The basics like you have listed. A full set of dry clothes (throw in boots if you aren’t wearing them when you leave), in case you have to get out of the vehicle to dig/push/hike out. Water bottles and snacks in case you have to wait for help. I would add a cell phone charger that plugs into the lighter “outlet.” And most importantly, keep your car gassed up ALL THE TIME. If you get stuck in slow traffic and you are low on gas, you could run out and not only be stuck, but also be a road hazard and endanger yourself and others. Also, use common sense and don’t be out if you don’t need to (can you pack common sense?)
We are in Connecticut, so snow tires are a must, especially if you don’t hve 4-wheel drive!!
I’ve heard snow chains for tires can be helpful. I’ve never had to worry about having supplies on hand until this year, so this list is really helpful. Thanks!
Thank you so much for these tips! We picked up snow chains this year but haven’t had to use them yet. The AntiFreeze one is something I never would’ve thought of! Thank you!! 🙂
We always make sure to have at least 1/4 tank of gas in the car. When we see the marker get to 1/4 of a tank we always fill up. That way the car doesn’t have a problem starting and if we get stuck somewhere we always will have enough gas!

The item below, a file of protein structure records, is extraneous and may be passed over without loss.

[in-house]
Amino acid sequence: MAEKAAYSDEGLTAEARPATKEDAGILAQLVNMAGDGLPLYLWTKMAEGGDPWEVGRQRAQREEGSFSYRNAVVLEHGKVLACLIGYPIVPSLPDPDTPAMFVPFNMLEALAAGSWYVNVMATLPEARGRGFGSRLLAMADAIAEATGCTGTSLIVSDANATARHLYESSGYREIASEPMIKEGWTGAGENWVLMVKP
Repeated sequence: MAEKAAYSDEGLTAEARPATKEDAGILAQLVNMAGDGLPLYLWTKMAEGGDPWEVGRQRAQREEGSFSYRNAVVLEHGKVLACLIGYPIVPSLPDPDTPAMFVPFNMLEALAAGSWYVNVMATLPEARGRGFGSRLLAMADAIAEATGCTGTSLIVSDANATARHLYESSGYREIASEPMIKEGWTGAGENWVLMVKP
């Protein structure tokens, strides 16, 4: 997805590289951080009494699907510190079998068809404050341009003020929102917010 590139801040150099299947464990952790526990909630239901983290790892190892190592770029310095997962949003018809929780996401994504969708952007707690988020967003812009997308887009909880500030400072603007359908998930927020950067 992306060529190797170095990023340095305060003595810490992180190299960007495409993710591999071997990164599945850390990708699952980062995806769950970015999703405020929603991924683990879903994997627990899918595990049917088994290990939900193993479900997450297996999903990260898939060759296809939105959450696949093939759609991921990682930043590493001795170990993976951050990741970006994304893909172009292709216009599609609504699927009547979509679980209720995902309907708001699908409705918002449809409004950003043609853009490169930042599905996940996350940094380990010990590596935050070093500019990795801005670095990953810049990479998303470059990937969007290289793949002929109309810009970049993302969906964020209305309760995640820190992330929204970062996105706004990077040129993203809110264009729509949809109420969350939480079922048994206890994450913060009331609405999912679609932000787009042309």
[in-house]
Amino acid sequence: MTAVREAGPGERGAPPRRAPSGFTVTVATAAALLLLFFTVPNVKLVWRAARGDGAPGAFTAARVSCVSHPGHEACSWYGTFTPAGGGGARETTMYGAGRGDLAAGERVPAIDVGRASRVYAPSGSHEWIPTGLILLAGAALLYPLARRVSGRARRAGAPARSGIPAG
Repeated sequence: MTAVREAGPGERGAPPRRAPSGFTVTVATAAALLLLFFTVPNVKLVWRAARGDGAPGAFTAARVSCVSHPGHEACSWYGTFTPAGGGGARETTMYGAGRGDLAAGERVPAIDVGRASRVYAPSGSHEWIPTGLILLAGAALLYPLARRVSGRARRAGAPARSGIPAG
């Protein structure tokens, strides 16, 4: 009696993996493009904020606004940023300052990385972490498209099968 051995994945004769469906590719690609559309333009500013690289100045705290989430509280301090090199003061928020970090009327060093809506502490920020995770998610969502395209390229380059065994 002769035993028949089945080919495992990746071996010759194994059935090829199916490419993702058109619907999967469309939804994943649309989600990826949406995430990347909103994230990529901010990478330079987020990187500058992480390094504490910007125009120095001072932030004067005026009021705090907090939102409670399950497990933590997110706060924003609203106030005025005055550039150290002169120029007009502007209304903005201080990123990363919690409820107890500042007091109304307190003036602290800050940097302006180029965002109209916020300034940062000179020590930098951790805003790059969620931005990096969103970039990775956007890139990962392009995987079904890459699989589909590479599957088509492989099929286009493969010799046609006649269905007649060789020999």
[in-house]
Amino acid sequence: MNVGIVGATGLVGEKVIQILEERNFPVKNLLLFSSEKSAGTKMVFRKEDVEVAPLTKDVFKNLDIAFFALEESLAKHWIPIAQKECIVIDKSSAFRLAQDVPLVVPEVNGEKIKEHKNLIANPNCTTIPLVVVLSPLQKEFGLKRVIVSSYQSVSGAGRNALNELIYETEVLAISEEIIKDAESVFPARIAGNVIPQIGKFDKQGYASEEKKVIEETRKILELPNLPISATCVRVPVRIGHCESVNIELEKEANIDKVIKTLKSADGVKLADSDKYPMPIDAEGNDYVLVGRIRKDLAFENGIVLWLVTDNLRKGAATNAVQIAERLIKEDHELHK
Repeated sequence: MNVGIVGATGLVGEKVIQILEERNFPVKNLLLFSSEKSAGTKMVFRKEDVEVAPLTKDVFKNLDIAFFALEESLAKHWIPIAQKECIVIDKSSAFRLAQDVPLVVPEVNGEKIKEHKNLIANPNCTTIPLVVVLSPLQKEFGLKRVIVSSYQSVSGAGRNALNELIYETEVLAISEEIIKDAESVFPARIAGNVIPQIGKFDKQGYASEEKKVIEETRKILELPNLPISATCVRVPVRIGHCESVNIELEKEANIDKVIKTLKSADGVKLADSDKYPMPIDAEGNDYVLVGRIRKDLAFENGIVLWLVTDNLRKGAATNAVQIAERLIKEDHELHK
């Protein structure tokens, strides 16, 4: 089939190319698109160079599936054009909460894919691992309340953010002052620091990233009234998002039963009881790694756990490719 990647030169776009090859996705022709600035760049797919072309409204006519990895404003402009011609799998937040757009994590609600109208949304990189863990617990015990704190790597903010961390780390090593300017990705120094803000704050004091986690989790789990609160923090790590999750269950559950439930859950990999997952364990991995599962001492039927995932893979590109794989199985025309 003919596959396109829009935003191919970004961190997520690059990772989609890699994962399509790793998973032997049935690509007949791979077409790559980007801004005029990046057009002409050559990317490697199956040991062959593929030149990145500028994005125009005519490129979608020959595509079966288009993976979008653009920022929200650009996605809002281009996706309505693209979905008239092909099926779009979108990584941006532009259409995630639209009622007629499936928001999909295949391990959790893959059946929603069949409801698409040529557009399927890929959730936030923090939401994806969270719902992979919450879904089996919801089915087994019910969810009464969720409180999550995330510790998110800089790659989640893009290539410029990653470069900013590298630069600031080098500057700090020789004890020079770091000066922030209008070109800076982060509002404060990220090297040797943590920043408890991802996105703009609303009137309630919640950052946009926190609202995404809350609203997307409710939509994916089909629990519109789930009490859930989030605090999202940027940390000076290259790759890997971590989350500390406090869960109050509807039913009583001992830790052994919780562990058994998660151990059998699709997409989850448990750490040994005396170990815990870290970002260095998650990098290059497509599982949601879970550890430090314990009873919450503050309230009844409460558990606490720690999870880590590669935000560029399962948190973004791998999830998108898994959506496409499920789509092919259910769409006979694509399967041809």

Since we have a baby I’ve made sure to keep a bag in the trunk full of extra clothes for all of us, and a few diapers for the little one in case of emergency!
Antifreeze, blanket, new windshield wipers, ice scraper, warm gloves in glove box, and snacks!
I put a spare pair of pants and gloves for every member of the family in the car, along with a thick blanket per person. Then if we’re ever stranded, we’ve got extra layers. The pants especially come in handy because often when you’re walking to your car in the snow, the bottom of your pants gets wet, and that moisture can get colder (or even freeze if you run out of gas and can’t have the heater running).
My dad’s No. 1 winter survival tip for the car, which he drilled into us, is NEVER let the car drop below half a tank of gas. The car doesn’t start as well when it’s cold when it’s low on gas. If you’re stranded, you can last for a decent amount of time with half a tank of gas.
I keep plenty of blankets, an emergency kit in my van and a car tool with a flashlight, beacon, seatbelt cutter and glass break in my console within easy reach.
A snowy winter can put many challenges for a car. That is why it is very important for a car owner to get ready for winter as it can have adverse effects on car driving. I think good preventive maintenance on a regular schedule, proper inspection of tire pressure, tread wear, brake, wiper blades, coolant level, battery and keeping some items like flash light, blanket, bag of kitty litter or sand in the emergency kit will help the individual to winterize the car. In this regard I genuinely found your blog very appreciating and would like to say thank you for sharing this.